In a joint study with Christian Schmahl from the ZI, Mannheim we currently compare neurofunctional correlates of different affect regulation strategies (cognitive distraction, sensory distraction, cognitive reappraisal) before and after participating in a psychotherapeutic program that focuses on patients systematically learning affect regulation skills.

2.2. Hypersensitivity to social threat, anger, and (auto)aggression in patients with borderline personality disorder

This project intends to investigate behavioral and neural correlates of BPD patients’ (i) hypersensitivity to social threat and its implications on action dispositions in terms of approach or avoidance as well as of (ii) anger and its behavioral manifestations of aggression or autoaggression (i.e., self-injurious behavior) including differences in (iii) gender and (iv) age. New experimental paradigms are applied in several study designs that combine multimodal imaging with event-related potentials and the assessment of HPA and gonadal hormones.

2.3. Behavioural and neural effects of mothers’ history of childhood abuse on the interaction with their child – a study on the intergenerational cycle of violence

Mothers exposed to physical or sexual abuse in childhood frequently close the intergenerational cycle of violence by maltreating their children and threatening the child’s development. Mothers with a history of abuse have been described as being more impulsive, showing more aggressive response biases with higher rates of externalizing behavior being found in their offspring. This project investigates the impact of mothers’ childhood traumatic experiences on psychological and neurobiological correlates of maternal sensitivity, abuse potential and emotion re¬gulation as well as on child development and emotional well-being. An intervention with a focus on mother–child interaction is compared to conventional individual stress management in mothers.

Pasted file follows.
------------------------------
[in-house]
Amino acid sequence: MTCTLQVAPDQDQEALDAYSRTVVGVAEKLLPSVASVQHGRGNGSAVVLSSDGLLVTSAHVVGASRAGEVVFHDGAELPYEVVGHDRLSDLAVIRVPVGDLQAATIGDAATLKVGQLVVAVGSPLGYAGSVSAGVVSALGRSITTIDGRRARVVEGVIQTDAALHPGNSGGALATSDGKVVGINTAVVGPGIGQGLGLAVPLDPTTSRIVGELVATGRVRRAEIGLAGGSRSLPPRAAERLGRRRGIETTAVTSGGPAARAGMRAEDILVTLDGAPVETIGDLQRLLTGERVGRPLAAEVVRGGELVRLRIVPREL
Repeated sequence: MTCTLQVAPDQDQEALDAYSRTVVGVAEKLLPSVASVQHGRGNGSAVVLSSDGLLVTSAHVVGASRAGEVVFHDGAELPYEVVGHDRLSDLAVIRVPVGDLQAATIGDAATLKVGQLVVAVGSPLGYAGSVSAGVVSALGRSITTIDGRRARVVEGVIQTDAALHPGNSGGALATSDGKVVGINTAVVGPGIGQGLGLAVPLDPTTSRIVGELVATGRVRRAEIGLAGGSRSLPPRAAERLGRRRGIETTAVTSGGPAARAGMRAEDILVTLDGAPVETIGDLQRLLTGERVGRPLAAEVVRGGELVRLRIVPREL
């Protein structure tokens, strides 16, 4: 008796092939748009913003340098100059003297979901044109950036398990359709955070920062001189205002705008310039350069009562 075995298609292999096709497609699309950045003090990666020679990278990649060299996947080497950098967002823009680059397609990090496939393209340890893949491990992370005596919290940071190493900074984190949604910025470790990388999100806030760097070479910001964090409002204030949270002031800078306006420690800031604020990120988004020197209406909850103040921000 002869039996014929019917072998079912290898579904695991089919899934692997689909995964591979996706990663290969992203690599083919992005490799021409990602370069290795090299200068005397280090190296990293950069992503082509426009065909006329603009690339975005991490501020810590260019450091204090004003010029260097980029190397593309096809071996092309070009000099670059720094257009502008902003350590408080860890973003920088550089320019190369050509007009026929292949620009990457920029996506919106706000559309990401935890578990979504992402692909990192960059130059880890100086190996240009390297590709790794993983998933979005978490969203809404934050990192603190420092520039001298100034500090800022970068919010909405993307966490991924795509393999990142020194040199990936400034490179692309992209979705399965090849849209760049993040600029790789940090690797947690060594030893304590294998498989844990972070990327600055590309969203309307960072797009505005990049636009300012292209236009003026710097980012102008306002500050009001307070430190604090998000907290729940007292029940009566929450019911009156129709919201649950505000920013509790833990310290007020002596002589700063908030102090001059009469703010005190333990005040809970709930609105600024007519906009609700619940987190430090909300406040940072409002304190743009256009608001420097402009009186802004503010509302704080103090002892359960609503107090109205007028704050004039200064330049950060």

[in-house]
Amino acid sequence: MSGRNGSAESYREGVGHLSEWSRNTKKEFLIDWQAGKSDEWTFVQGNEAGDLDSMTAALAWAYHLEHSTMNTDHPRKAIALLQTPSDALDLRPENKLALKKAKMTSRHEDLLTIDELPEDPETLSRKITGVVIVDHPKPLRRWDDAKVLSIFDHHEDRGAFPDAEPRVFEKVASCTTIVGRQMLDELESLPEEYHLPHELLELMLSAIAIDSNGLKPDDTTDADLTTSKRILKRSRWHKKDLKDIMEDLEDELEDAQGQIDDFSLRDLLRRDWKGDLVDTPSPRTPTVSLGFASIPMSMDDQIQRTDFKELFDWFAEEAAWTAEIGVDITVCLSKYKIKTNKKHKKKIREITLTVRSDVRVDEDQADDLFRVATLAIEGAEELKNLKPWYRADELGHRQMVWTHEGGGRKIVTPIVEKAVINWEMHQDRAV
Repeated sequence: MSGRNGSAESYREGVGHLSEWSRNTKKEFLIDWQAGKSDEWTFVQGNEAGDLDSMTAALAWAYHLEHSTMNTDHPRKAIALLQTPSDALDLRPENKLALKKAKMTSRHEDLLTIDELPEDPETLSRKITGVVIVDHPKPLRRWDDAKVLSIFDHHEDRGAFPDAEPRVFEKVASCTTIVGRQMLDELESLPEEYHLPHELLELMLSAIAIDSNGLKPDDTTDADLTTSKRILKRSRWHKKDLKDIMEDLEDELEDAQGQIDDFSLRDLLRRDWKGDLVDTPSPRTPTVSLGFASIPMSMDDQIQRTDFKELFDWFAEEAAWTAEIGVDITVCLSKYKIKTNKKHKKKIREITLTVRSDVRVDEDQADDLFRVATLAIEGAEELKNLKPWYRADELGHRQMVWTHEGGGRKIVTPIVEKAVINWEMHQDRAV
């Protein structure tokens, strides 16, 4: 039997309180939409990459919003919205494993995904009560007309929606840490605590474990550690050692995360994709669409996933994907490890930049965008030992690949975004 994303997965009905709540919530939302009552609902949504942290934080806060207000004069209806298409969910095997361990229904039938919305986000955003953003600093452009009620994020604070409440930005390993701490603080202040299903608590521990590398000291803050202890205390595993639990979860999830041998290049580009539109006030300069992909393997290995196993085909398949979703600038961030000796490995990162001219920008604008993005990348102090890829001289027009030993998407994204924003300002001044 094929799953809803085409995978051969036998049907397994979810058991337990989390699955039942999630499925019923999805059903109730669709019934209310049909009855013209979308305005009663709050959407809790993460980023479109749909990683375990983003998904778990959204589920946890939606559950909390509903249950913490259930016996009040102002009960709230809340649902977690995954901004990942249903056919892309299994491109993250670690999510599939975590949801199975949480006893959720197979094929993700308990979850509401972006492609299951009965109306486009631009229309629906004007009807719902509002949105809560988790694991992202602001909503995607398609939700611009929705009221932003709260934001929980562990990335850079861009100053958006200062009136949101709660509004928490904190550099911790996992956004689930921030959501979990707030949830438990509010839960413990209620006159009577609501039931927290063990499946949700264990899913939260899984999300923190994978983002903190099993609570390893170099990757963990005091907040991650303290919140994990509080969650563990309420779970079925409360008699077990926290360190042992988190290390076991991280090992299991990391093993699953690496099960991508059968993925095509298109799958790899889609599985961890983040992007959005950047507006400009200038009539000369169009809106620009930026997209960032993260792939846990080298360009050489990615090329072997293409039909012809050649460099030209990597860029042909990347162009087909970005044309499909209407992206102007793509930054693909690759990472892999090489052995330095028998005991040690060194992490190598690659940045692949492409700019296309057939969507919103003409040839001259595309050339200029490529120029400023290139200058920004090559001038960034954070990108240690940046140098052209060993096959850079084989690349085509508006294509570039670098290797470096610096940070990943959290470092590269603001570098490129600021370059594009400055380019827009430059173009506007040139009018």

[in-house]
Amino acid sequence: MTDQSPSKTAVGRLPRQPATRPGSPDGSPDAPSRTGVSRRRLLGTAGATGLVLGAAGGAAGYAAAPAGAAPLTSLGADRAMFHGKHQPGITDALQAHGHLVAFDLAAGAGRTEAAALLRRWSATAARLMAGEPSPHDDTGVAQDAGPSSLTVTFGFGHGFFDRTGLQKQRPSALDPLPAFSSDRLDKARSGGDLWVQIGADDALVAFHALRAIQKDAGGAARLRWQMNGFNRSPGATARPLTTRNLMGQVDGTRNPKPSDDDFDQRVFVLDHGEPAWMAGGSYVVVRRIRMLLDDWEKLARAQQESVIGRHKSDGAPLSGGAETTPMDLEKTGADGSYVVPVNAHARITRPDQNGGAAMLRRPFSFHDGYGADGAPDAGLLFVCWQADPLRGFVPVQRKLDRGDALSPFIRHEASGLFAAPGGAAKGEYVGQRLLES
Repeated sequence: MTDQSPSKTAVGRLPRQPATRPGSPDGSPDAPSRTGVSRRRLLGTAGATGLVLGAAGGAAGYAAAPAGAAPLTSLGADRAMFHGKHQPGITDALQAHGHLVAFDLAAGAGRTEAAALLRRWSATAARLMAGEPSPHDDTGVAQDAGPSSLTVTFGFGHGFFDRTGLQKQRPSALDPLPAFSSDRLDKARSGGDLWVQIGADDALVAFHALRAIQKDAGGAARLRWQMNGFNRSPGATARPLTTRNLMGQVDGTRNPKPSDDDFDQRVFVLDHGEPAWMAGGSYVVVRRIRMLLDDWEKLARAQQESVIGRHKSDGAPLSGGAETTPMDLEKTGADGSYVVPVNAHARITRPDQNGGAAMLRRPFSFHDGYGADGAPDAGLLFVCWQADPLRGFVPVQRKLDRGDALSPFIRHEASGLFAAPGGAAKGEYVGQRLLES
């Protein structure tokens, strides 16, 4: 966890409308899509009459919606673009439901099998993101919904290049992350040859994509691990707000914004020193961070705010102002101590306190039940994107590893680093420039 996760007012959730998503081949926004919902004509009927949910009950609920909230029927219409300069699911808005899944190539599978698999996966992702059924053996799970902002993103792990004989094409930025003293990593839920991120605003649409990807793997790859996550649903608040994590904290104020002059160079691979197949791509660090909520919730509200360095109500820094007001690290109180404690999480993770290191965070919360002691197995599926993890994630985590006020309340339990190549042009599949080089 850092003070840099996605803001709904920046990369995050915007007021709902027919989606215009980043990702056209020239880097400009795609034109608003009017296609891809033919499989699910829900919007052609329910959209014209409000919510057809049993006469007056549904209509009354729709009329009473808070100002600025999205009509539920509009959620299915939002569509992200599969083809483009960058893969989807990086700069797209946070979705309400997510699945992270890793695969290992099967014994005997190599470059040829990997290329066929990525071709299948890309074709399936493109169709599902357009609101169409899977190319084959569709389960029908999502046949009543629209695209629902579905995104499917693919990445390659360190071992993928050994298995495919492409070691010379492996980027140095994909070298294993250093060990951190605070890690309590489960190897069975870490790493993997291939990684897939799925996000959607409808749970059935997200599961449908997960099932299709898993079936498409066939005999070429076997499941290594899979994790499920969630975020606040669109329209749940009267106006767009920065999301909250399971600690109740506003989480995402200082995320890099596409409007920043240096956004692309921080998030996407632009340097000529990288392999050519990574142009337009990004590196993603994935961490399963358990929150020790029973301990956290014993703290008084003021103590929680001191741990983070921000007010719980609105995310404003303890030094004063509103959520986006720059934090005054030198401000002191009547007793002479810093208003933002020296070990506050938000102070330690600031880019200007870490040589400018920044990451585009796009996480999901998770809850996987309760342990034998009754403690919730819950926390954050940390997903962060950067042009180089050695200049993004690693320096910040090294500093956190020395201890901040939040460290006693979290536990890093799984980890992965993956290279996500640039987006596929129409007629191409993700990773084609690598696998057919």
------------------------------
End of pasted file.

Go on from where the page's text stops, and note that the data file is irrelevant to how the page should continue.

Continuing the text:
Top publications:

Lischke T, Berger C, Prehn C, Heinrichs M, Herpertz SC, Domes G. Intranasal oxytocin enhances emotion recognition from dynamic facial expressions and leaves eye-gaze unaffected. Psychoneuroendocrinology, in press a.

Prehn K, Schulze L, Roßmann S, Berger C, Vohs K, Fleischer M, Hauenstein KH, Keiper P, Domes G, Herpertz SC. Effects of emotional stimuli on working memory processes in male criminal offenders with borderline and antisocial personality disorder. World J Psychiatry, in press b.

Domes G, Schulze L, Böttger M, Grossmann A, Hauenstein KH, Wirtz P, Heinrichs M, Herpertz SC (2010a) The neural basis of sex differences in emotional reactivity and emotion regulation. Human Brain Mapping 31, 758-69.

Domes G , Lischke T, Berger C, Grossmann A, Hauenstein K, Heinrichs M, Herpertz SC (2010b) Effects of intranasal oxytocin on emotional face processing in women. Psychoneuroendocrinology 35, 83-93.

Herpertz SC, Hübner T, Marx I, Konrad K, Vloet T, Stöcker T, Shah J, Fink G, Herpertz-Dahlmann B (2008) Enhanced amygdala activity in male adolescents with childhood-onset conduct disorder during affective stimulation. J Child Psychol Psychiatry 49, 781-791.

Herpertz SC, Vloet T, Mueller M, Domes G, Willmes K, Herpertz-Dahlmann B. (2007) Similar autonomic responsivity in boys with conduct disorder and their fathers. Am Acad Child Adolesc Psychiatry 46, 535-545.

Domes G, Heinrichs M, Gläscher J, Braus DF, Büchel C, Herpertz SC (2007) Oxytocin attenuates amygdala responses to emotional faces regardless of valence. Biol Psychiatry, 62, 1187-1190.

Domes G, Heinrichs M, Michel A, Berger C, Herpertz SC (2006) Oxytocin improves "mind-reading" in humans. Biol Psychiatry 61, 731-733.

Herpertz SC, Werth U, Lukas G, Qunaibi BS, Schuerkens A, HJ Kunert, R Freese, M Flesch, R Mueller-Isberner, M Osterheider, Sass H (2001) Emotion in criminal offenders with psychopathy and borderline personality disorder. Arch Gen Psychiatry 58, 737-745.

Editor: A. Summerfield
Latest Revision: 2012-07-25